Origin of the heavy elements in binary neutron-star mergers from a gravitational-wave event

2 November 2017 - 9:22am

Origin of the heavy elements in binary neutron-star mergers from a gravitational-wave event

Nature 551, 7678 (2017). doi:10.1038/nature24453

Authors: Daniel Kasen, Brian Metzger, Jennifer Barnes, Eliot Quataert & Enrico Ramirez-Ruiz

The cosmic origin of elements heavier than iron has long been uncertain. Theoretical modelling shows that the matter that is expelled in the violent merger of two neutron stars can assemble into heavy elements such as gold and platinum in a process known as rapid neutron capture (r-process) nucleosynthesis. The radioactive decay of isotopes of the heavy elements is predicted to power a distinctive thermal glow (a ‘kilonova’). The discovery of an electromagnetic counterpart to the gravitational-wave source GW170817 represents the first opportunity to detect and scrutinize a sample of freshly synthesized r-process elements. Here we report models that predict the electromagnetic emission of kilonovae in detail and enable the mass, velocity and composition of ejecta to be derived from observations. We compare the models to the optical and infrared radiation associated with the GW170817 event to argue that the observed source is a kilonova. We infer the presence of two distinct components of ejecta, one composed primarily of light (atomic mass number less than 140) and one of heavy (atomic mass number greater than 140) r-process elements. The ejected mass and a merger rate inferred from GW170817 imply that such mergers are a dominant mode of r-process production in the Universe.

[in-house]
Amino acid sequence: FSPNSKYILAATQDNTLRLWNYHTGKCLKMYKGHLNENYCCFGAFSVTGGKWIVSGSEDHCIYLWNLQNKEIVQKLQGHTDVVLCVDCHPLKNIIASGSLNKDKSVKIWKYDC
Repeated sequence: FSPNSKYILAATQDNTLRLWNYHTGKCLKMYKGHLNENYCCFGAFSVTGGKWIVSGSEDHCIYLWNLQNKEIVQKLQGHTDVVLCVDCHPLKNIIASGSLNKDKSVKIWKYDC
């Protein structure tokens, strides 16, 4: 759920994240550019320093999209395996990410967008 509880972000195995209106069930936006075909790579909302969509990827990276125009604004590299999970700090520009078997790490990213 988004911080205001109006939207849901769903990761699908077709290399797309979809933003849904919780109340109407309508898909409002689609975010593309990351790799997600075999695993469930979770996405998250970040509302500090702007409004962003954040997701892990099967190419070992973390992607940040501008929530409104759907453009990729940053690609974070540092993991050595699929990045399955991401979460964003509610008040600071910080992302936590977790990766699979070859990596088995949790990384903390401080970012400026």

A kilonova as the electromagnetic counterpart to a gravitational-wave source

2 November 2017 - 9:22am

A kilonova as the electromagnetic counterpart to a gravitational-wave source

Nature 551, 7678 (2017). doi:10.1038/nature24303